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The ideas expressed in this letter are mine. While many colleagues and friends have publicly voiced these same concerns as well as private support for this letter, the views herein are not necessarily shared by all of the faculty on campus, by my department or my college, by the university’s administration, or by any of the unions on campus.

Late last month, Bloomsburg University administration published their “Back to Bloom” reopening guide for Fall 2020. After reviewing this plan, 78% of faculty who responded to a campus survey indicated that, instead of following this plan, they would instead prefer to adopt an online model of instruction similar to what most other PASSHE campuses in the state have developed. 72% of respondents felt that the current plan for face-to-face instruction on campus compromises the health and safety of students, faculty, staff, and the community in general. These results echo a state-wide PASSHE faculty poll conducted earlier this summer about the state system’s preparedness for Fall 2020. Additionally, many faculty and staff on campus have since raised pressing concerns about planned changes to sanitation routines and custodial schedules, about the lack of specific policies regarding best practices for preventing the spread of COVID-19 on campus (or about enforcing those policies), and about the anticipated shortages of proper PPE or testing/tracing kits available on campus and in the community. Local law enforcement has also publicly expressed reservations about not having a role in developing the University’s plan, a plan which furthermore leaves out guidance for students who live in off-campus housing. …


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For many American film aficionados, Akira Kurosawa belongs to a select cadre of foreign directors, along with names like Bergman, Tarkovsky, and Hitchcock, that has been canonized by cinephiles and written about by film critics for so long that it often seems that there is not much more to say about them or their work. Their oeuvres were each forged from their respective nation’s geopolitical history and from their own larger-than-life biographies.Their continued influence on American cinema (and especially genre cinema) is arguably greater than that of most American filmmakers. …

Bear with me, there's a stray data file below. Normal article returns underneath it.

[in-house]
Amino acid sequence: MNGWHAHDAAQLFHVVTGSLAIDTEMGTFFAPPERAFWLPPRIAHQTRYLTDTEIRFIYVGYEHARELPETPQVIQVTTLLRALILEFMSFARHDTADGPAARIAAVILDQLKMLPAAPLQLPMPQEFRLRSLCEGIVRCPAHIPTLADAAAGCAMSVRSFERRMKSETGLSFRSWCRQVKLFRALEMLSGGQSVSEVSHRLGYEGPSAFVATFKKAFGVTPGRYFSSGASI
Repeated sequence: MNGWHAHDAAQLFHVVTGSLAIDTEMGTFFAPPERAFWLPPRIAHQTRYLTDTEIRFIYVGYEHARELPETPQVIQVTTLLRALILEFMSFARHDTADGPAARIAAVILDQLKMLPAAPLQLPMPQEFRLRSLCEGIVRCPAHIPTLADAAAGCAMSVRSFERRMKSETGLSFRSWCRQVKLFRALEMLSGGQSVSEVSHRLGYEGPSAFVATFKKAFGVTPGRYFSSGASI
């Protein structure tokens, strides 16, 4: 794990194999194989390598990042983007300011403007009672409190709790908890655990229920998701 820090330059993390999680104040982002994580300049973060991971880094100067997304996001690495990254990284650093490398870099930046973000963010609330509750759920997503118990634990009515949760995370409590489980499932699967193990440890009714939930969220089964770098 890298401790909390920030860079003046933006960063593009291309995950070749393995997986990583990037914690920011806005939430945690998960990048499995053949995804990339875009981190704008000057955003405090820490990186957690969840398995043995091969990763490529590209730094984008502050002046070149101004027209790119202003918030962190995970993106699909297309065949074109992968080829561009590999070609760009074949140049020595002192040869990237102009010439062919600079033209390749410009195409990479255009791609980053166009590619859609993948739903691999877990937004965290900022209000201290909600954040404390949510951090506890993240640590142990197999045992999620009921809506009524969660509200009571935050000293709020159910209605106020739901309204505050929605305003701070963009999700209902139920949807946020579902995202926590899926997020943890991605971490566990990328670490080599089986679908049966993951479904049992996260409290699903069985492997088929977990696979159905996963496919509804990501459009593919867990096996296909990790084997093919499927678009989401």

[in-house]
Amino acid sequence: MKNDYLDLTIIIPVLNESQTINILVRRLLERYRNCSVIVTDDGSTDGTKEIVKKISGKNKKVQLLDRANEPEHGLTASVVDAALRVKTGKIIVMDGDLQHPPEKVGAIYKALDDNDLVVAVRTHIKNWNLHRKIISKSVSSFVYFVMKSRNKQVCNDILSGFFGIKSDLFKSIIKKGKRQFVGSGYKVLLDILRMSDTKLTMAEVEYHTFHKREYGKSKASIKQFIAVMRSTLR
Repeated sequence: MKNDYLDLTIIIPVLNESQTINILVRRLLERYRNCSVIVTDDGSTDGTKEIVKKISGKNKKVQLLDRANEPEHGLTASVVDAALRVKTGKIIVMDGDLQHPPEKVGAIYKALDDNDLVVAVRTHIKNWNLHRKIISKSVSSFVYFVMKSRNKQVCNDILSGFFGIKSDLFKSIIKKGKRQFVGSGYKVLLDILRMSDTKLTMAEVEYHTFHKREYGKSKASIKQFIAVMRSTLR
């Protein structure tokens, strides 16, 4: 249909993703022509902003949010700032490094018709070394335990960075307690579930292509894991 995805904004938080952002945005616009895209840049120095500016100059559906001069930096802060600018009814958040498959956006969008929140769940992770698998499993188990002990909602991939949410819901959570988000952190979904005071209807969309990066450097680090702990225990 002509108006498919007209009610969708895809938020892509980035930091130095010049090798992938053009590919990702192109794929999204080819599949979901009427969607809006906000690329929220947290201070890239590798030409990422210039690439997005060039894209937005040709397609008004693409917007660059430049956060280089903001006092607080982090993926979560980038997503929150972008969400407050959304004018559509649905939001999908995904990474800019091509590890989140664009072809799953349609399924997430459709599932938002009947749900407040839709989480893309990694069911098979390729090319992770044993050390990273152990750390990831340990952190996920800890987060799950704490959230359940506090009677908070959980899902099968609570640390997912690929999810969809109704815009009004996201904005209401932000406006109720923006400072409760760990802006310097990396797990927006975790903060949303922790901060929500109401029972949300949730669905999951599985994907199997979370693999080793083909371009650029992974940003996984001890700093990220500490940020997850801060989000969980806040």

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Big Mountain Trail, Natalie Trail, Ponds Trail, etc.

Wesier State Forest is one of Pennsylvania’s noncontiguous forest lands. The Wesier system as a whole covers eight counties, and each location has its own interesting unique attractions and trail systems. The Roaring Creek Tract, located in parts of Columbia, Northumberland, and Schuykill counties, has become one of my favorite places to hike because of its variety of trails, each with their own interesting features.


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Jerry Lawson’s Fairchild Channel F (System II), the first microprocessor-based game console.

A List In Progress

Video games are a medium that have always had a very unusual relationship with the topic of race and racism. On the one hand, for some players, video games are a medium that introduce them to perspectives on the world that are held by people with skin color that is different than their own. For example, for many white children who play titles developed by Sony and Nintendo, video games can serve as an early introduction to many elements of Japanese history and culture. On the other hand, Japanese video games have often been some of the worst offenders in terms of how race is utilized or depicted in video games (e.g. the racialized caricatures that fill the Street Fighter series’ rosters, the colonial imagery of Resident Evil 5, etc.). …


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Chilisuagi Trail and Ridgefield Point Loop Trail

Sometimes, you want a hike to be something that is easy, familiar, close by, and gets you out for a few hours of exercise without too much hassle. The kind of trail you can take anyone to, enjoy some of nature’s beauty, and have a picnic lunch afterwards. A place that is sneaker friendly, kid friendly, and “I don’t really hike often” friendly. The place that I have hiked the most on these kind of days is the Chilisuagi Trail at the Montour Preserve in Washingtonville, PA.